Hacking group LAPSUS$ leaks Microsoft source code and LG accounts

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LAPSUS$, the same hacking group that targeted Nvidia and Samsung of recent, has confirmed it has targeted Microsoft, as well as LG and Okta. The latter would give the hackers access to 15,000 companies worldwide, including Peloton, Sonos and T-Mobile. 

In the Microsoft attacks, the group claims to have stolen the source code for not only Bing browser, but also its mapping system and the Cortana assistant. Though El Chapuzas Informatico notes that the group admits it only managed to acquire 90% of the code for Bing Maps, whereas that number sits at around 45% for the code for Cortana and Bing itself. Torrents for both have been released, regardless.

As for LG, a “dump of all hashes for” the company’s employee and service accounts has been leaked, and a “dump of LGs infrastructure confluence will be released soon.” In the official chat announcement, the group taunts LG: “Might be a good idea to consider a new CSIRT team.”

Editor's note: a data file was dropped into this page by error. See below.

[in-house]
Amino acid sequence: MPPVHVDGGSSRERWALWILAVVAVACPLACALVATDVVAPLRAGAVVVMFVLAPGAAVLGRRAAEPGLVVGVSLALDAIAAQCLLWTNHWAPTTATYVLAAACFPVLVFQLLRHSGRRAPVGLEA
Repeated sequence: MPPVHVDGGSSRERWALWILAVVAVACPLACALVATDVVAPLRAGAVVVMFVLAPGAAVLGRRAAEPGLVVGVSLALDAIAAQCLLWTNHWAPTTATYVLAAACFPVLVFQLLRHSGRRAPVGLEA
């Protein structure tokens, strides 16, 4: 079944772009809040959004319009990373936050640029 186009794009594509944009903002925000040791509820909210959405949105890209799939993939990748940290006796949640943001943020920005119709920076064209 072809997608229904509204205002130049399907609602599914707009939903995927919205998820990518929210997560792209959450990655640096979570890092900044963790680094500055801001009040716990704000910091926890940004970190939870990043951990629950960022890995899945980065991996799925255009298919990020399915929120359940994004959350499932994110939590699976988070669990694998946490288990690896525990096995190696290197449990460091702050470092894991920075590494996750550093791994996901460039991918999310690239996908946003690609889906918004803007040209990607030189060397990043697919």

LAPSUS$’s attack on Okta has been proven with released screenshots, and security experts told Reuters they “definitely do believe it is credible.” This is particularly troubling since it’s one of the world’s leading authentication companies for thousands of companies, universities, and government agencies across the globe. I’m sure I don’t need to stress the kind of chaos that could cause, but as Reuters reports, Okta is looking into the security breach now. 

“We believe the screenshots shared online are connected to this January event,” Okta official Chris Hollis said in a statement. “Based on our investigation to date, there is no evidence of ongoing malicious activity beyond the activity detected in January.”

Right now, thousands of companies, and countless customers, are on high alert. Since these are the same hackers that targeted Samsung, and released 190GB of sensitive data, it’s safe to say their threats are not empty.

Their recent attack on Nvidia sent shockwaves, with the hackers threatening to release a bypass of Nvidia’s hash rate limiter. Data stolen from those attacks was used to disguise malware as GPU drivers, so you can imagine what LAPSUS$ and the rest of the malicious few plan to do with Microsoft’s source code.

Article source: PCGamer

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